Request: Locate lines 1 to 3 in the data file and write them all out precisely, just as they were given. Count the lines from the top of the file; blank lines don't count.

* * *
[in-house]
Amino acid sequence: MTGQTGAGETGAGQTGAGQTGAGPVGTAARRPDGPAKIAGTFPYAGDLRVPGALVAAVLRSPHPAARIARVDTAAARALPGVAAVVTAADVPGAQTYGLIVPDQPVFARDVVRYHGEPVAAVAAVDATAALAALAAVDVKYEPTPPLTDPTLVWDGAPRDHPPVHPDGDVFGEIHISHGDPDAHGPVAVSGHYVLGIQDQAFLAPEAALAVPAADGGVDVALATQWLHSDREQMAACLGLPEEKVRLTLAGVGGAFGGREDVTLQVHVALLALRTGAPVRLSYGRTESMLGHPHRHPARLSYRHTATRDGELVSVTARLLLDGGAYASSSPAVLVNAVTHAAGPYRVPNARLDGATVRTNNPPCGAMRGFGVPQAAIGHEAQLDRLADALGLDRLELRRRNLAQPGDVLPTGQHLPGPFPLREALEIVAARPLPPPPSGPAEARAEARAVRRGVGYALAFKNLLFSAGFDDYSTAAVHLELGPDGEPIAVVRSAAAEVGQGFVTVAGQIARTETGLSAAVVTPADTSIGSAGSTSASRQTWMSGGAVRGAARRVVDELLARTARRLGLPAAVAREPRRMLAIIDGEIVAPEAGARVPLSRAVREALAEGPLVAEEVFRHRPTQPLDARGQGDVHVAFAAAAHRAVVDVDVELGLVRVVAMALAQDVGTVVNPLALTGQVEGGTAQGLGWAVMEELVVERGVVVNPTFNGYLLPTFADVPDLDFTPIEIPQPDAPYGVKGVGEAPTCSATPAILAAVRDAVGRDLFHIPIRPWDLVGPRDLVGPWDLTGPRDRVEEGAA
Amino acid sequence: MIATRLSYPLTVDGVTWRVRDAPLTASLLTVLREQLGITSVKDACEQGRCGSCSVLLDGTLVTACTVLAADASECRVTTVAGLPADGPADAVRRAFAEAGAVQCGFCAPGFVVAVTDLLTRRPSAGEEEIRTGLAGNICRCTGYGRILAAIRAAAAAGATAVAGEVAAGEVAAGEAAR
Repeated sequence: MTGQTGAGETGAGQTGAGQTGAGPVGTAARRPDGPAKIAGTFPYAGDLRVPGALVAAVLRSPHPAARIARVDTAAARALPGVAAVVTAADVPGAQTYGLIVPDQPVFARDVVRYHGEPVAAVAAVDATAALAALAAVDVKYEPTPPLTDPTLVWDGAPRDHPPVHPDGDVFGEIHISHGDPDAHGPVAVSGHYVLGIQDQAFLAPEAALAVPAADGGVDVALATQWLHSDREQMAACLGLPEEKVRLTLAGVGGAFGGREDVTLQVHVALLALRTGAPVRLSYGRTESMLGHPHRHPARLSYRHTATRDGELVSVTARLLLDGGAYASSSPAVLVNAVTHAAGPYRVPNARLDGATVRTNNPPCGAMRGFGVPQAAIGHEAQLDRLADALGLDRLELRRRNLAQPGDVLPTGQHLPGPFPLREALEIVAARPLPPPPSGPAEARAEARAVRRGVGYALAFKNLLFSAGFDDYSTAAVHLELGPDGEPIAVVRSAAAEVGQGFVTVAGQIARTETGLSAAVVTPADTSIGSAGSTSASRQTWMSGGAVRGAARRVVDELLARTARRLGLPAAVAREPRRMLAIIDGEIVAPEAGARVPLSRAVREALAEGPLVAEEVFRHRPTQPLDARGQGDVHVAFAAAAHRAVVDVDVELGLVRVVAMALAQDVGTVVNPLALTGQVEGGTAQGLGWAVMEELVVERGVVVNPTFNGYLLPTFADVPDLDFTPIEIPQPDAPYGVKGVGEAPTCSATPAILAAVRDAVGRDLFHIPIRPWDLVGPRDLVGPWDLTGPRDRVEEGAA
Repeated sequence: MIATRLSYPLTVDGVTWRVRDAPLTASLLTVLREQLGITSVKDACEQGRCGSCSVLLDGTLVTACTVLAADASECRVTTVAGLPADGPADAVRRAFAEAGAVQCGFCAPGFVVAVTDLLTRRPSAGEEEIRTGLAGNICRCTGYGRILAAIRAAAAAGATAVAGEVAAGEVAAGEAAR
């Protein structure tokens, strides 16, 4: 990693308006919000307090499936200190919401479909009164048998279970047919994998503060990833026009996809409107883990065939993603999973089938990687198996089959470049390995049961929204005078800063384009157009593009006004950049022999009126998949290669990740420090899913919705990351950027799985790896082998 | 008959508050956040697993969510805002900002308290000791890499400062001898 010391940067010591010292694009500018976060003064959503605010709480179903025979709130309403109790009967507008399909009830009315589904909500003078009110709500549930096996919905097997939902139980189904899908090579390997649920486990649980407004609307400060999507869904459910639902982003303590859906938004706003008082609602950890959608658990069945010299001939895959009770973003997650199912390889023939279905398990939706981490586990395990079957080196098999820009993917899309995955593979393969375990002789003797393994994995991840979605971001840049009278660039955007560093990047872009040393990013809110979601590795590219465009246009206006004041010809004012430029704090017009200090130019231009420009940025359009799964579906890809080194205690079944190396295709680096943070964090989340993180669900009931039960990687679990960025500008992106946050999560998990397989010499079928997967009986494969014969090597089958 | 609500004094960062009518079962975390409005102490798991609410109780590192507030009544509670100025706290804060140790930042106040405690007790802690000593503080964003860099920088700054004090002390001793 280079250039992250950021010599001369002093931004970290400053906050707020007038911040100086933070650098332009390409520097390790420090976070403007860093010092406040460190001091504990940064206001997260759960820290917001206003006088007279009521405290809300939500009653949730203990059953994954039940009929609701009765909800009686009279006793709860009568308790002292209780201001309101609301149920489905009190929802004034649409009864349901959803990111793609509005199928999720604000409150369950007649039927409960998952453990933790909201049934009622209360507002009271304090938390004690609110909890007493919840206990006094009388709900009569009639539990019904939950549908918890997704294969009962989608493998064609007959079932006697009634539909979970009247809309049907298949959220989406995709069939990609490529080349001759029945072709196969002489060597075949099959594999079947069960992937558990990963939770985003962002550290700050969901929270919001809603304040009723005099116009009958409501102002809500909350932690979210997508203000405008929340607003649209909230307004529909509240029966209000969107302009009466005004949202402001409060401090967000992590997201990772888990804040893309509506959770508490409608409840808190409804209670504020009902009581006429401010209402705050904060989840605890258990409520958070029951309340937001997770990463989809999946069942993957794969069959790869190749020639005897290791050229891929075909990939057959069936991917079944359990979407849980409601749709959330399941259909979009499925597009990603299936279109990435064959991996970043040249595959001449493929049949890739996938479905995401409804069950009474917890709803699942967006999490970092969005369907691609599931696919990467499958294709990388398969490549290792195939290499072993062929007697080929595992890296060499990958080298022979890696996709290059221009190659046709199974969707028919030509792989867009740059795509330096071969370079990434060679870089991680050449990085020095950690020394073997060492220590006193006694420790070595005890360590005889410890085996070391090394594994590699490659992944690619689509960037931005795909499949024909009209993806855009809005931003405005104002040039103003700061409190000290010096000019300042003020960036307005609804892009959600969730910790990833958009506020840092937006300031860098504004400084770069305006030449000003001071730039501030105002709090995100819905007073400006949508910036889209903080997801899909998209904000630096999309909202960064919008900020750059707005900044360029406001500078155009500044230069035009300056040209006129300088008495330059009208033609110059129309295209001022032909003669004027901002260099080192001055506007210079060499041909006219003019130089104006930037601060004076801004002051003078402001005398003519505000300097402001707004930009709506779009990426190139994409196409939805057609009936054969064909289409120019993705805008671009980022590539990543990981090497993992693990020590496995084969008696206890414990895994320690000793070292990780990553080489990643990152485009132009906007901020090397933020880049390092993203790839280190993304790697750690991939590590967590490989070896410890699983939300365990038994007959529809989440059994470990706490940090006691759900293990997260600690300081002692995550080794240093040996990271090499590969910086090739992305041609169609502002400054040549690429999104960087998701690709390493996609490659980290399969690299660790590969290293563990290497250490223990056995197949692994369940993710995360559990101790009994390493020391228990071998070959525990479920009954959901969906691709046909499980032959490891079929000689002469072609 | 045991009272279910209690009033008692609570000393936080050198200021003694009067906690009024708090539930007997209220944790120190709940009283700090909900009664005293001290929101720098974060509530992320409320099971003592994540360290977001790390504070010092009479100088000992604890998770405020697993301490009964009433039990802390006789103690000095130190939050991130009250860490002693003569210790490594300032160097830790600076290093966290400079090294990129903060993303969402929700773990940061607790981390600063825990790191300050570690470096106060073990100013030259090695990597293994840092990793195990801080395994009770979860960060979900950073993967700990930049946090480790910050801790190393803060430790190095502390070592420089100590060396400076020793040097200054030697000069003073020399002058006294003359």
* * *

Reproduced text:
[in-house]
Amino acid sequence: MTGQTGAGETGAGQTGAGQTGAGPVGTAARRPDGPAKIAGTFPYAGDLRVPGALVAAVLRSPHPAARIARVDTAAARALPGVAAVVTAADVPGAQTYGLIVPDQPVFARDVVRYHGEPVAAVAAVDATAALAALAAVDVKYEPTPPLTDPTLVWDGAPRDHPPVHPDGDVFGEIHISHGDPDAHGPVAVSGHYVLGIQDQAFLAPEAALAVPAADGGVDVALATQWLHSDREQMAACLGLPEEKVRLTLAGVGGAFGGREDVTLQVHVALLALRTGAPVRLSYGRTESMLGHPHRHPARLSYRHTATRDGELVSVTARLLLDGGAYASSSPAVLVNAVTHAAGPYRVPNARLDGATVRTNNPPCGAMRGFGVPQAAIGHEAQLDRLADALGLDRLELRRRNLAQPGDVLPTGQHLPGPFPLREALEIVAARPLPPPPSGPAEARAEARAVRRGVGYALAFKNLLFSAGFDDYSTAAVHLELGPDGEPIAVVRSAAAEVGQGFVTVAGQIARTETGLSAAVVTPADTSIGSAGSTSASRQTWMSGGAVRGAARRVVDELLARTARRLGLPAAVAREPRRMLAIIDGEIVAPEAGARVPLSRAVREALAEGPLVAEEVFRHRPTQPLDARGQGDVHVAFAAAAHRAVVDVDVELGLVRVVAMALAQDVGTVVNPLALTGQVEGGTAQGLGWAVMEELVVERGVVVNPTFNGYLLPTFADVPDLDFTPIEIPQPDAPYGVKGVGEAPTCSATPAILAAVRDAVGRDLFHIPIRPWDLVGPRDLVGPWDLTGPRDRVEEGAA
Amino acid sequence: MIATRLSYPLTVDGVTWRVRDAPLTASLLTVLREQLGITSVKDACEQGRCGSCSVLLDGTLVTACTVLAADASECRVTTVAGLPADGPADAVRRAFAEAGAVQCGFCAPGFVVAVTDLLTRRPSAGEEEIRTGLAGNICRCTGYGRILAAIRAAAAAGATAVAGEVAAGEVAAGEAAR